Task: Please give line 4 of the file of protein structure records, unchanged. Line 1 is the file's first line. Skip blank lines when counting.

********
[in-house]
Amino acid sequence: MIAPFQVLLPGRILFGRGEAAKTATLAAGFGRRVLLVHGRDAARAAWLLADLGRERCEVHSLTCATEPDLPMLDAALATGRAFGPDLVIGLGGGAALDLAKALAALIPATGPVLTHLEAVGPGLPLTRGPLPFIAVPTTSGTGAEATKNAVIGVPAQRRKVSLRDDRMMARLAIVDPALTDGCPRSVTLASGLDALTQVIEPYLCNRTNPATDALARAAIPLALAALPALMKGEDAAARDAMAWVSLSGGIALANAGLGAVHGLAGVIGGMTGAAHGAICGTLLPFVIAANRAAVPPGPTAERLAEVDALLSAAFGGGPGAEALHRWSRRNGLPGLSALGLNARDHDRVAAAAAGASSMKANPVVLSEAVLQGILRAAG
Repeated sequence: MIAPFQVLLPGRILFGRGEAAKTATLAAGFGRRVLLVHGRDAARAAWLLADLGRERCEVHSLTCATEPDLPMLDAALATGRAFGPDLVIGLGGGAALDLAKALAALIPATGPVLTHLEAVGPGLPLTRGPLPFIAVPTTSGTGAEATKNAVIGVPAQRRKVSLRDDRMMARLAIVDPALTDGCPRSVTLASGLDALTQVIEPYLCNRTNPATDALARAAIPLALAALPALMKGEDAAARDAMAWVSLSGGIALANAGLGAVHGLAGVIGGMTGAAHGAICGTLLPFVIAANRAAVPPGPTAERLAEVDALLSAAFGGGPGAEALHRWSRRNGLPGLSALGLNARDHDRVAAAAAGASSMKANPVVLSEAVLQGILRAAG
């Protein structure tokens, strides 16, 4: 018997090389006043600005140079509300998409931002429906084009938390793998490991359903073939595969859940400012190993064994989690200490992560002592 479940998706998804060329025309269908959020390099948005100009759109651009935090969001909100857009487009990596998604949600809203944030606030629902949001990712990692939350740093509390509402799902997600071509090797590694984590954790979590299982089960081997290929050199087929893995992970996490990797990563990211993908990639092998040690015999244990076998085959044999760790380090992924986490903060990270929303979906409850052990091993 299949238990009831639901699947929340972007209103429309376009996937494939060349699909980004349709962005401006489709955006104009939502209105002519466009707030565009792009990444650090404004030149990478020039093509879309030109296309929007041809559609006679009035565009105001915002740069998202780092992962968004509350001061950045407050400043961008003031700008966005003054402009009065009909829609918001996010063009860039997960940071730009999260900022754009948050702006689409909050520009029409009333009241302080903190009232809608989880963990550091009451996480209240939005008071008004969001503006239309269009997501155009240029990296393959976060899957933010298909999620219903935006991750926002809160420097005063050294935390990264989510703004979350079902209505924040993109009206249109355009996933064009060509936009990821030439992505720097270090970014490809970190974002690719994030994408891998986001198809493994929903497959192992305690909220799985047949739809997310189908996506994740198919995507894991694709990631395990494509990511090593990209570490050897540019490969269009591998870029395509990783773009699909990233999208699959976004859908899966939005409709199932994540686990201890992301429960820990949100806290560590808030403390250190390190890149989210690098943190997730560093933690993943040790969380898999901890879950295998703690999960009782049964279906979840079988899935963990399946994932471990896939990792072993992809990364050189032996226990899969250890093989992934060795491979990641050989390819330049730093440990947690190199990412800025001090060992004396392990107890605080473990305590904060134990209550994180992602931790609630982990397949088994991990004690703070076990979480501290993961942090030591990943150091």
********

């Protein structure tokens, strides 16, 4: 018997090389006043600005140079509300998409931002429906084009938390793998490991359903073939595969859940400012190993064994989690200490992560002592 479940998706998804060329025309269908959020390099948005100009759109651009935090969001909100857009487009990596998604949600809203944030606030629902949001990712990692939350740093509390509402799902997600071509090797590694984590954790979590299982089960081997290929050199087929893995992970996490990797990563990211993908990639092998040690015999244990076998085959044999760790380090992924986490903060990270929303979906409850052990091993 299949238990009831639901699947929340972007209103429309376009996937494939060349699909980004349709962005401006489709955006104009939502209105002519466009707030565009792009990444650090404004030149990478020039093509879309030109296309929007041809559609006679009035565009105001915002740069998202780092992962968004509350001061950045407050400043961008003031700008966005003054402009009065009909829609918001996010063009860039997960940071730009999260900022754009948050702006689409909050520009029409009333009241302080903190009232809608989880963990550091009451996480209240939005008071008004969001503006239309269009997501155009240029990296393959976060899957933010298909999620219903935006991750926002809160420097005063050294935390990264989510703004979350079902209505924040993109009206249109355009996933064009060509936009990821030439992505720097270090970014490809970190974002690719994030994408891998986001198809493994929903497959192992305690909220799985047949739809997310189908996506994740198919995507894991694709990631395990494509990511090593990209570490050897540019490969269009591998870029395509990783773009699909990233999208699959976004859908899966939005409709199932994540686990201890992301429960820990949100806290560590808030403390250190390190890149989210690098943190997730560093933690993943040790969380898999901890879950295998703690999960009782049964279906979840079988899935963990399946994932471990896939990792072993992809990364050189032996226990899969250890093989992934060795491979990641050989390819330049730093440990947690190199990412800025001090060992004396392990107890605080473990305590904060134990209550994180992602931790609630982990397949088994991990004690703070076990979480501290993961942090030591990943150091």